Wednesday, 5 March 2008

Nonplussed by Men in Translation

I'm rather nonplussed by this article on the Guardian books blog. The author complains that far fewer women are translated into English than men. He's got a point; one that I hadn't thought of before.

Perhaps, as he says, English-language literature is more favourable to women than other cultures might be. Certainly, I'm not aware of a high-profile literary prize for women writers in the German-speaking countries to rival the Orange Prize, and thus promote upcoming female talent. And if we look to countries outside of Europe, I could imagine it might be harder for women to write in strongly patriarchal societies.

But it is still strange that of the eleven published translations the piece mentions, not a single one was written by a woman. Especially when you think of how many women work in translation...

So to make up for it, an incomplete list of women writing in German and available in English:

Judith Herrmann
Irmgard Keun
Julia Franck (soon)
Jenny Erpenbeck
Elfriede Jelinek
Katherina Hacker
Karen Duve
Cornelia Funke
Ingrid Noll
Christa Wolf
Zsuzsa Bank
Terezia Mora
Dorothea Dieckmann
Doris Dörrie
Eva Menasse
Mirjam Pressler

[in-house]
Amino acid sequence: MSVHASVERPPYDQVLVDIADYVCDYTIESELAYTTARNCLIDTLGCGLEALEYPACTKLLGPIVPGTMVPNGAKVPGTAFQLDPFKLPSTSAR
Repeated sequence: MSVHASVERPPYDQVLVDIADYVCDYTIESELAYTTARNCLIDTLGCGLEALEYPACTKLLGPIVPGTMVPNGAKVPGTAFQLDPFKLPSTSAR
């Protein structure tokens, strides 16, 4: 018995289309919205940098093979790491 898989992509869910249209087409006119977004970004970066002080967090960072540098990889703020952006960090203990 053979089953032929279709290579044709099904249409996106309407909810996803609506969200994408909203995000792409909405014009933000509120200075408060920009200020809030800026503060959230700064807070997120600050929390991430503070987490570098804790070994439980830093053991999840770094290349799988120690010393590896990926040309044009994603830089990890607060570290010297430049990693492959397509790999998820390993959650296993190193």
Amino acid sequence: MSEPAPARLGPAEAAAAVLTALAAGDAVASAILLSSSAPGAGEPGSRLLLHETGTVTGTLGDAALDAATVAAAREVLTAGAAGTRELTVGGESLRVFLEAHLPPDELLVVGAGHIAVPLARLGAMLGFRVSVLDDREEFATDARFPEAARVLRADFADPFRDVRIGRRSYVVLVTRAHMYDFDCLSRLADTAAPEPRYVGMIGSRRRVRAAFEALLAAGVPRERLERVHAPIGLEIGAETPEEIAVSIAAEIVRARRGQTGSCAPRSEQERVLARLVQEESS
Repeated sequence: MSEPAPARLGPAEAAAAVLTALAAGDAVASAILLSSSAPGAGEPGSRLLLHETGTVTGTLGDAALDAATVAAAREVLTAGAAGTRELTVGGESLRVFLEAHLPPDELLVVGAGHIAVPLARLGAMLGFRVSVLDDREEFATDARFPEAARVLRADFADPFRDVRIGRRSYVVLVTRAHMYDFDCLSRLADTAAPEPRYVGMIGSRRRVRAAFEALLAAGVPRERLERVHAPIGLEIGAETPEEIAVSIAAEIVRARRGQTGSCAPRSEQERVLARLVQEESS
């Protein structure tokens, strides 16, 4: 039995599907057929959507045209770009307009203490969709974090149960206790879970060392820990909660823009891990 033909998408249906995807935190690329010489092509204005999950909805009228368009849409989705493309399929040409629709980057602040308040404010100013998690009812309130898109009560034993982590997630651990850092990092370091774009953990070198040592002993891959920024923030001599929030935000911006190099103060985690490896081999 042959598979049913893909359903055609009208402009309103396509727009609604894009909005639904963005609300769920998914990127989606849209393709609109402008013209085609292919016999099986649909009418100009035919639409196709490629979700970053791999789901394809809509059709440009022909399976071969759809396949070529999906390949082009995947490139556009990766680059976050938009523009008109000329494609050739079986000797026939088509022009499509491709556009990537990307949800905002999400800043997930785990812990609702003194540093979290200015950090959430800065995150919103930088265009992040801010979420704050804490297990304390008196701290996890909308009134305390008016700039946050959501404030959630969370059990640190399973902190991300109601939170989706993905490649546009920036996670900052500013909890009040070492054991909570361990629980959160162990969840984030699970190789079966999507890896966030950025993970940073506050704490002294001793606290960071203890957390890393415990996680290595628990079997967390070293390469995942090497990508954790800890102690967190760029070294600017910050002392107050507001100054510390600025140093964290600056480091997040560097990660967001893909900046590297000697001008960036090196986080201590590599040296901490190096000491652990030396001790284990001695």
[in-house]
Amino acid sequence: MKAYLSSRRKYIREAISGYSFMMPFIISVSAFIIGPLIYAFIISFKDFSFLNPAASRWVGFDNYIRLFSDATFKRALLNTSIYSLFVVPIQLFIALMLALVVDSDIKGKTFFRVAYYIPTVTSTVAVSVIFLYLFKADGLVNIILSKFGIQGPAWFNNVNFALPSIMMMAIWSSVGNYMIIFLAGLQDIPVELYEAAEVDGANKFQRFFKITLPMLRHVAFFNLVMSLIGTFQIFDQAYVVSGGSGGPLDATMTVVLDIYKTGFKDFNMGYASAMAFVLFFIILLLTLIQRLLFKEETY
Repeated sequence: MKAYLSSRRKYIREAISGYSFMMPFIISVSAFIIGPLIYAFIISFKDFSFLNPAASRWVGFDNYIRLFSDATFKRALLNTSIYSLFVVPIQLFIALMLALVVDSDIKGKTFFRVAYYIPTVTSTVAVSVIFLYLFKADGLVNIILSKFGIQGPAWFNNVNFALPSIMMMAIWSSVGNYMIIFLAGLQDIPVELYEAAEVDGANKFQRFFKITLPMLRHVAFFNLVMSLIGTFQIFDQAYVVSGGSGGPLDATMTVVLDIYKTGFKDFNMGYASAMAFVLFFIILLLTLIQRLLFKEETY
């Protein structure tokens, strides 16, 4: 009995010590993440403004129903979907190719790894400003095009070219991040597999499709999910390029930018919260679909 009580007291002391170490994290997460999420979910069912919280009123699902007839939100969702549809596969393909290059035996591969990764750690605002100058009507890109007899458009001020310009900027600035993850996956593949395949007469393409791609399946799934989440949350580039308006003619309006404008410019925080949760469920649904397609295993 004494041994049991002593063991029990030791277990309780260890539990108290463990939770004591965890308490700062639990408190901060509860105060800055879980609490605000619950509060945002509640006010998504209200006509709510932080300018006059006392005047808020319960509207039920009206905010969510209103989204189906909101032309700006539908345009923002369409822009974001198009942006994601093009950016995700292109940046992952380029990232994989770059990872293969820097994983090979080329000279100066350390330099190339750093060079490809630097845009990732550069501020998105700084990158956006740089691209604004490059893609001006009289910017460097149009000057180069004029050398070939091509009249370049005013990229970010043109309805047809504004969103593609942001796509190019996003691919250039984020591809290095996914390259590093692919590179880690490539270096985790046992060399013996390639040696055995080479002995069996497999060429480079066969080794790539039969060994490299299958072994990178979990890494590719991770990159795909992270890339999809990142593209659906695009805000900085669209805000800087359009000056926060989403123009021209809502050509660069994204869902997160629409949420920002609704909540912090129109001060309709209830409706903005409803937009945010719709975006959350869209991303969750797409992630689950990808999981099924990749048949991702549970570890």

Elke Schmitter
Maike Wetzel (soon)
Juli Zeh


Bowleserised said...

The Artifical Silk Girl is on my reading pile. I'm looking forward to it.

kjd said...

Oh, yes, that's a gorgeous book, great fun. I found the translation slightly too modern, though.

But you can now get Keun's "Child of All Nations" in Michael Hofmann's no doubt excellent translation from Penguin Classics. I think I'll order it right now.

Bowleserised said...

I bought it DESPITE the fact that someone on Radio 4 described it as a Weimar Bridget Jones, or some such nonsense. That could be the fault of the translation.

kjd said...

Yes, maybe that was the whole idea - I know, let's make it really up-to-date, never mind all that 1920s stuff. The translator Kathie von Ankum writes: "...Doris features as a predecessor of the Bridget Joneses, the Carrie Bradshaws, and the shopaholic Rebecca Bloomwoods of our day." So no doubt some deliberate choices were made there that others might have done differently.
Still, it's a legitimate approach.

Bowleserised said...

It does seem bizarre when there's such a market for historical fiction, and folk queue up to buy their Sarah Waters and Patrick O'Brian's, relishing the authentic slang.

kjd said...

I'm not sure you can compare the two - Keun writes in what was very contemporary language at the time, whereas Sarah Waters' can only ever be an approximation. But perhaps the effect is similar - or should be if you follow that school of theory.